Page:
Giarusso hasn't decided whether to pursue another recourse; his severance agreement may stipulate that he has no legal right to sue the company. But for now, he just wants to raise awareness about gay discrimination and to let other workers know what management will try to get away with. "They did this to me," he says. "They could do this to anybody."
John Osmand, Providence, R.I.

Back to the top

Left ignores disability rights

SHERRY WOLF simply does not get it. In her letter to Socialist Worker, she defends the right to die and condemns an earlier letter that correctly pointed out the ableist biases in Clint Eastwood's film, Million Dollar Baby ("The right to choose to die," April 15).

She states that socialists should defend both rights for people with disabilities and the right to die. This may be all fine and good in the abstract, but the reality is that disability rights have long been ignored by the left.

Many radical meetings from all segments of the left are held in spaces that are not wheelchair accessible. Systematic attention to disability discrimination, such as producing a pamphlet on the question that clearly identifies disability as a social construct, has rarely been granted by the vast majority of American left groups.

Just as second-wave feminism and anti-racist activists had to struggle to convince a left polluted by Stalinism to take their social movements seriously, disability rights groups have struggled to make their voice heard. If a left organization wants to uphold a right to die for consenting adults (which still leaves messy cases like Schiavo unclear where one cannot confirm consent after the injury has taken place), this must only be in the context of significant support for disability rights, or else the intervention seems inevitably insulting to disability organizations.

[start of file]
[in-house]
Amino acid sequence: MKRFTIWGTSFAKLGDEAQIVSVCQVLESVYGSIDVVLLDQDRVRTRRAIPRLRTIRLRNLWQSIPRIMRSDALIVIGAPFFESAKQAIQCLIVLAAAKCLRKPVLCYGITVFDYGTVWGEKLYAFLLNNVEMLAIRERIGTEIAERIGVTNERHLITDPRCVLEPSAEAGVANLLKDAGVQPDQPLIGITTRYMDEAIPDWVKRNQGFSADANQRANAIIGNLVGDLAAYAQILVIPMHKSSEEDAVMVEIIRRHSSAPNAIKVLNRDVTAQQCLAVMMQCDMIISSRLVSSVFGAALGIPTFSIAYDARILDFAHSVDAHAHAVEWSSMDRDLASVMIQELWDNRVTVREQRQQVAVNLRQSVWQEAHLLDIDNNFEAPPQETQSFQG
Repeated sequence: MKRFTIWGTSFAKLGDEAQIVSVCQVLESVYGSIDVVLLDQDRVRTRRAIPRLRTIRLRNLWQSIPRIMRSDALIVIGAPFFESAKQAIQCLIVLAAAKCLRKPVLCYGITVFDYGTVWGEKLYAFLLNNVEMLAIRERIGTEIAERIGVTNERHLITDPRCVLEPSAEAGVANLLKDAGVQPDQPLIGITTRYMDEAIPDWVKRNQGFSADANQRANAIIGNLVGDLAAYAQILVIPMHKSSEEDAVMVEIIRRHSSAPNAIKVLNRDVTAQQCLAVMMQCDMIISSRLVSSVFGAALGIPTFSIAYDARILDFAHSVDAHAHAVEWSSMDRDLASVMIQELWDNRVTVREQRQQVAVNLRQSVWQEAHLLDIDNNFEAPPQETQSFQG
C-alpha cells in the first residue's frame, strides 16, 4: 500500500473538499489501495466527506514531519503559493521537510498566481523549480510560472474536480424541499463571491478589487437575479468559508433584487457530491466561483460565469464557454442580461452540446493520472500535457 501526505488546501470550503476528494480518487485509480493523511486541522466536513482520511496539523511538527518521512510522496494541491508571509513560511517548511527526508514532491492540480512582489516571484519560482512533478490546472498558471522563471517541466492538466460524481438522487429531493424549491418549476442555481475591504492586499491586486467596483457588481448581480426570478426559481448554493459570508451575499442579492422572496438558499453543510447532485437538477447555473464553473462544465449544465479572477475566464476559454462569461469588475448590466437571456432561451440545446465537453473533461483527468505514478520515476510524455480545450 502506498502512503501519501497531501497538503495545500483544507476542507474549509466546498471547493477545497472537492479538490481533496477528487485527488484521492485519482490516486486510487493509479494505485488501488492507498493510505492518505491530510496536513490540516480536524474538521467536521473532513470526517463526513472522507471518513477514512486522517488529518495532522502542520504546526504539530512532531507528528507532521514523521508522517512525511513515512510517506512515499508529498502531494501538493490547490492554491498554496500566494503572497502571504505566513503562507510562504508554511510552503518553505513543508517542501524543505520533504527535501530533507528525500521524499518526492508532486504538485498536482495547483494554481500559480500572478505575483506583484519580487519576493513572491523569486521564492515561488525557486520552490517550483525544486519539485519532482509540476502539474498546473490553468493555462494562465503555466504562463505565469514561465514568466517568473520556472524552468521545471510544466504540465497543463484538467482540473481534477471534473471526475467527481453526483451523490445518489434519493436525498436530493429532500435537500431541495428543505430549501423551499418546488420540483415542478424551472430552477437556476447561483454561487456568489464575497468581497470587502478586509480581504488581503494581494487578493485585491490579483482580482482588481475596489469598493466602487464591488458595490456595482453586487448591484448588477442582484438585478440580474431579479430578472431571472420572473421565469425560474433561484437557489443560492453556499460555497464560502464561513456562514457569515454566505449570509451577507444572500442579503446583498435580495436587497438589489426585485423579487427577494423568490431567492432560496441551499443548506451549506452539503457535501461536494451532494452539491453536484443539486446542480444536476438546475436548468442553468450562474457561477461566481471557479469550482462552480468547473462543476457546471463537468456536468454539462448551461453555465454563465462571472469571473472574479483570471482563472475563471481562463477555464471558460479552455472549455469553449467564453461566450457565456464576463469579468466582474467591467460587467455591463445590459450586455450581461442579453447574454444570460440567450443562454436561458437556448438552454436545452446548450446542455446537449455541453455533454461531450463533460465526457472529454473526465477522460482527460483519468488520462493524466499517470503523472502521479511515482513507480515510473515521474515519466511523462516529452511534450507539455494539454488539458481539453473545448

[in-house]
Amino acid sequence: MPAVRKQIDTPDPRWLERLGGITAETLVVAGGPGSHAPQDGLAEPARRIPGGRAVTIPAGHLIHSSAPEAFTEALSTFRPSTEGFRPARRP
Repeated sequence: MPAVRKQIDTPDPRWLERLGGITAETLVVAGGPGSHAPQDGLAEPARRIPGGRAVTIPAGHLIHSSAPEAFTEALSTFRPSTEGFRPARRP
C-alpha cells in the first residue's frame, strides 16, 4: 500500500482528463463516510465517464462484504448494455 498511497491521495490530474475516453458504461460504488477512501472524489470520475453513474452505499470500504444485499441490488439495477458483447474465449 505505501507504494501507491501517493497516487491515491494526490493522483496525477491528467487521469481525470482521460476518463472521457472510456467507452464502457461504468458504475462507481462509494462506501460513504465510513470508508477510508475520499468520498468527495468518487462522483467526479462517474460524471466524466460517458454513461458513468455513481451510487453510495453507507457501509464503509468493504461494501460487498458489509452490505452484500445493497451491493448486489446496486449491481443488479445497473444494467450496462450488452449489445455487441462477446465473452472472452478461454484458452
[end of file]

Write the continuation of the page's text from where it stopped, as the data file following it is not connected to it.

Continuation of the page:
All segments of the American left, and most certainly the revolutionary socialist left, have a long history of ignoring the voices of people with disabilities. Wolf is mistaken to ignore this context.
Ravi Malhotra, Toronto, Canada

Back to the top

Stand up for gay rights

ON MARCH 30, three men accused of severely beating Seattle resident Micah Painter, who is gay, were found guilty of malicious harassment and assault with a deadly weapon. King County prosecutors failed to convince a jury that first-degree assault charges were warranted. One man will face two years, and the other two will face nine to 15 months.

During the court case, the defense created an atmosphere of homophobia. The defense attorneys were quoted as saying that the assailants were victims of "gay activists" and were being prosecuted "so that Micah becomes another victim, another Matthew Shepard." The defense hinted that Painter had it coming because he was wearing "flamboyant garb," and since the assailants were Russian immigrants, gays were "foreign to them." They argued that they were acting in self-defense to a drug-crazed Painter, who flipped the assailants off after they yelled homophobic epithets.

The incident happened in Seattle's Capitol Hill neighborhood, which is home to one of the largest gay communities in the U.S. Micah Painter was walking home after a night of partying during Seattle's annual gay pride weekend last year. While walking down the same street that had been filled hours earlier with 50,000 people at the pride parade, he was viciously beaten by three men wielding a broken liquor bottle and yelling anti-gay slurs. Left for dead, Painter was rushed to the hospital, where he remained in intensive care for weeks.